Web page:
Book Editing: Give yourself the Best Chance
There’s more to book-writing than just sitting down and writing a few thousand words. First, you must master the craft of book editing before showing it to readers or publishers—a detailed guide to polishing your manuscript to perfection through rewrites, edits, and revisions. Every author must do this part of the editing process independently, even if they plan to work with professional editors.
The only way to stand out from the crowd is to submit a manuscript that is as good as it gets. Traditional publishing houses do employ their very own staff of editors and proofreaders. But your manuscript will need to be significantly better than nearly a thousand other submissions to get that far.
And if you’re going the self-publishing route, make your manuscript stands out by editing it as much as possible until it’s perfect in every way and you’re proud of every word.
Read your manuscript
In preparation for editing your book, it’s a good idea to read it cover to cover.
As time goes on, our eyes get used to reading our own writing and tend to overlook minor errors. When reading aloud, mistakes, confusing dialogue, words your spellchecker deemed acceptable, and highly lengthy, run-on sentences that never seem to end stand out. The tone of your writing is an integral part of your identity. It’s a good idea to hear how the words sound when read aloud.
Understand your book structure
While there are no limits to where a book’s plot can go, there are to how it’s structured. Adopting a story structure to help plot your narrative makes the daunting task of writing a novel feel much more tolerable.
While the fear of creating a formulaic, predictable story may discourage you from using a preexisting blueprint, most of your favourite books can be broken down into specific narrative structures that authors have used for decades.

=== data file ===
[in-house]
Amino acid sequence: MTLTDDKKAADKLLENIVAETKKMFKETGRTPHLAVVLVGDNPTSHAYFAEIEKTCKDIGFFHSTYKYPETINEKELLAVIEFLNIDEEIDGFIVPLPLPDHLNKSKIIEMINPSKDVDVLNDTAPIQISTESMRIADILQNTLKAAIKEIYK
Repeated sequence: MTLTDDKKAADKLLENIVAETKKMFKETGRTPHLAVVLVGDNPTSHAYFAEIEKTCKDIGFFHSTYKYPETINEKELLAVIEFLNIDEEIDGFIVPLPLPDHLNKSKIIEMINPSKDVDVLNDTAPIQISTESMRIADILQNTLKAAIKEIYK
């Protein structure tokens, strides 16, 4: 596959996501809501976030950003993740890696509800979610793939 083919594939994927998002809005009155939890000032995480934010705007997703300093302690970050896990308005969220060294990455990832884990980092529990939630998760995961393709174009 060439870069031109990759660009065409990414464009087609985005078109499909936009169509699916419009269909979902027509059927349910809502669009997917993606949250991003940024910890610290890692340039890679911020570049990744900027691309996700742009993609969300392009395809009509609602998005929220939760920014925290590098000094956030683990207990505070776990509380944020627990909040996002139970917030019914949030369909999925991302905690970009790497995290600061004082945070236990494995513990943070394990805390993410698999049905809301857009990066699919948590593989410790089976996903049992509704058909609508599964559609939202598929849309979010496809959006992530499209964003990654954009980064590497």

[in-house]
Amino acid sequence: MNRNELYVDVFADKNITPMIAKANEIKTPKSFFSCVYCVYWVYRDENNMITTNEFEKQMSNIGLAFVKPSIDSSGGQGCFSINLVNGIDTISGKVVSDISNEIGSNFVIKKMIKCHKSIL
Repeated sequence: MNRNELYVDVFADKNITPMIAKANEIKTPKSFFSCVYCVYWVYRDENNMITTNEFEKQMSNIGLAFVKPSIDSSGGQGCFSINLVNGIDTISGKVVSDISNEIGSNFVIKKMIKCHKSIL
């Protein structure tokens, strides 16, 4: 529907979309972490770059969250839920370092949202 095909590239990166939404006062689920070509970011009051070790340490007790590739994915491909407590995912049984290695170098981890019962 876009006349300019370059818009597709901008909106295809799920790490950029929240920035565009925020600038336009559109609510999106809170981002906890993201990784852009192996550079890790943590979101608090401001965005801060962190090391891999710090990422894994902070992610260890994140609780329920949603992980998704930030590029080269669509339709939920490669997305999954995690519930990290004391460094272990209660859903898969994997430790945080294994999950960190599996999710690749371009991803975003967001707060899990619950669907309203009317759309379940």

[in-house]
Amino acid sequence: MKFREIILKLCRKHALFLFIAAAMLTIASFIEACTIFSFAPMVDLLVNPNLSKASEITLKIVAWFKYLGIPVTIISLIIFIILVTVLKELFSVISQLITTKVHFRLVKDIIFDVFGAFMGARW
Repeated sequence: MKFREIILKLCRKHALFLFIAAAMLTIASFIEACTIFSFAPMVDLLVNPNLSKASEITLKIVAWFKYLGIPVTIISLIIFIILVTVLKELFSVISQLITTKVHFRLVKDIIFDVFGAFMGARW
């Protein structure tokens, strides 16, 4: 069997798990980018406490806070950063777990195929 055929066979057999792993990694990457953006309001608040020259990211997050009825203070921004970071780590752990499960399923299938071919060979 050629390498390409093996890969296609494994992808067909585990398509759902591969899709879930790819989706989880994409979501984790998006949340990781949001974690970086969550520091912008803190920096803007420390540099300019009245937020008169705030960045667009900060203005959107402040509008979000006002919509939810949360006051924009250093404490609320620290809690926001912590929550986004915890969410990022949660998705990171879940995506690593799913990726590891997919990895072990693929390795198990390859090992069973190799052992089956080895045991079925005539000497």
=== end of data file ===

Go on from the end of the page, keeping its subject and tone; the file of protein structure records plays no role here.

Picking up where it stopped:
Eliminate sentence-level mistakes
In the process of going from the first to the second draft version, you will likely make significant changes to the text, such as removing or adding characters, changing the order of events, and rearranging or omitting sections of the story.
Here, you focus on the specifics, ensuring that each sentence adds value to the story and that no awkward phrases or words take attention away. Keep from over-explaining; this is a common flaw that can show up in different parts of the story.
Look for trouble words
There are always going to be certain words and phrases that make a writer wonder if they’re applying them correctly. Good example: knowing when to use there vs. their or your vs. you’re. You can utilise the search feature of your word processor to find every possible variation of the words or phrases that are giving you trouble.
Replace crutch words
There are always certain phrases and words that come easily to an author. It’s easy to overuse these words and phrases during the lengthy drafting, revising, and editing.
Certain “crutch” words or phrases, especially those that aren’t particularly noteworthy, can be used multiple times without drawing too much attention to themselves. Readers will begin to notice after a while.
In most cases, all that needs to be done is to replace the word or phrase with another, or it can be rewritten differently. The difficult part is identifying the overused words.
Edit your book in sections
It can be helpful to divide a lengthy book into smaller sections if you’re starting. Editing a book helps to break it into smaller sections so you can focus on each section individually. This is the point at which you will become aware of any confusion or errors.
If you prefer, your novel can be edited in chapters, but remember that you won’t want to skim them. Choosing larger sections can help you determine if the book flows smoothly from chapter to chapter. You can decide to make changes individually to chapters if you like. Create scenes that serve a specific narrative function, whether advancing the plot, raising the stakes, or developing the characters. Scene by scene, you can go through the dialogue and cut out any filler. It’s essential to have a captivating first scene and a satisfying ending that wraps up all the threads. Ensure the flow holds together and that all the parts you edited separately make sense.
Hire a professional editor
Depending on their knowledge and experience, a professional book editor can provide you with a wide range of Book editing services. Either developmental editing or copyediting or both may be necessary for your manuscript. A copy editor will correct your text’s mechanics, such as spelling, grammar, and sentence structure. A story that flows smoothly has been edited by a developmental editor who has gone through the overall structure and narrative arcs.
Even if you plan to self-publish your book, you still need to hire an editor to ensure a quality book. This is because, no matter what, you will always be too close to your work to edit it clearly and accurately. We sometimes need an outsider’s viewpoint more than ever to help us see our own mistakes and correct them.